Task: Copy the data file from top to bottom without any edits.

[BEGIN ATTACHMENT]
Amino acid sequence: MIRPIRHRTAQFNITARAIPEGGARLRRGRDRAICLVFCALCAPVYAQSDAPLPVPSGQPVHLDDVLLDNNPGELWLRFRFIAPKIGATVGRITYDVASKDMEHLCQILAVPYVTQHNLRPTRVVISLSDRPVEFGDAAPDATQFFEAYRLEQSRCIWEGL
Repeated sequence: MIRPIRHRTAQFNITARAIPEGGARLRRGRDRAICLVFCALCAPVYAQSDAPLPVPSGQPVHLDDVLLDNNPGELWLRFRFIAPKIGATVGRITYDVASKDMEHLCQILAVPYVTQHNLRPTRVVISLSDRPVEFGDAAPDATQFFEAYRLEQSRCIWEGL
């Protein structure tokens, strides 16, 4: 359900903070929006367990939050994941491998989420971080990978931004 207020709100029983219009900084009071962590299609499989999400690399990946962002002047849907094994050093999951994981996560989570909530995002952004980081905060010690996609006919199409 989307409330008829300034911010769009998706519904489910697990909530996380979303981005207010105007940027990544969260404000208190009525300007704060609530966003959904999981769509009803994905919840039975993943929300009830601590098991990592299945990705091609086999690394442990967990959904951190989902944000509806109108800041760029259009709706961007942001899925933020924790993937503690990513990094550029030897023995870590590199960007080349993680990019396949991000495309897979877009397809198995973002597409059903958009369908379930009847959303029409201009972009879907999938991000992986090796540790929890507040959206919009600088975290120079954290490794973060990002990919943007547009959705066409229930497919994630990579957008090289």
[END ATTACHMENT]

Amino acid sequence: MIRPIRHRTAQFNITARAIPEGGARLRRGRDRAICLVFCALCAPVYAQSDAPLPVPSGQPVHLDDVLLDNNPGELWLRFRFIAPKIGATVGRITYDVASKDMEHLCQILAVPYVTQHNLRPTRVVISLSDRPVEFGDAAPDATQFFEAYRLEQSRCIWEGL
Repeated sequence: MIRPIRHRTAQFNITARAIPEGGARLRRGRDRAICLVFCALCAPVYAQSDAPLPVPSGQPVHLDDVLLDNNPGELWLRFRFIAPKIGATVGRITYDVASKDMEHLCQILAVPYVTQHNLRPTRVVISLSDRPVEFGDAAPDATQFFEAYRLEQSRCIWEGL
């Protein structure tokens, strides 16, 4: 359900903070929006367990939050994941491998989420971080990978931004 207020709100029983219009900084009071962590299609499989999400690399990946962002002047849907094994050093999951994981996560989570909530995002952004980081905060010690996609006919199409 989307409330008829300034911010769009998706519904489910697990909530996380979303981005207010105007940027990544969260404000208190009525300007704060609530966003959904999981769509009803994905919840039975993943929300009830601590098991990592299945990705091609086999690394442990967990959904951190989902944000509806109108800041760029259009709706961007942001899925933020924790993937503690990513990094550029030897023995870590590199960007080349993680990019396949991000495309897979877009397809198995973002597409059903958009369908379930009847959303029409201009972009879907999938991000992986090796540790929890507040959206919009600088975290120079954290490794973060990002990919943007547009959705066409229930497919994630990579957008090289």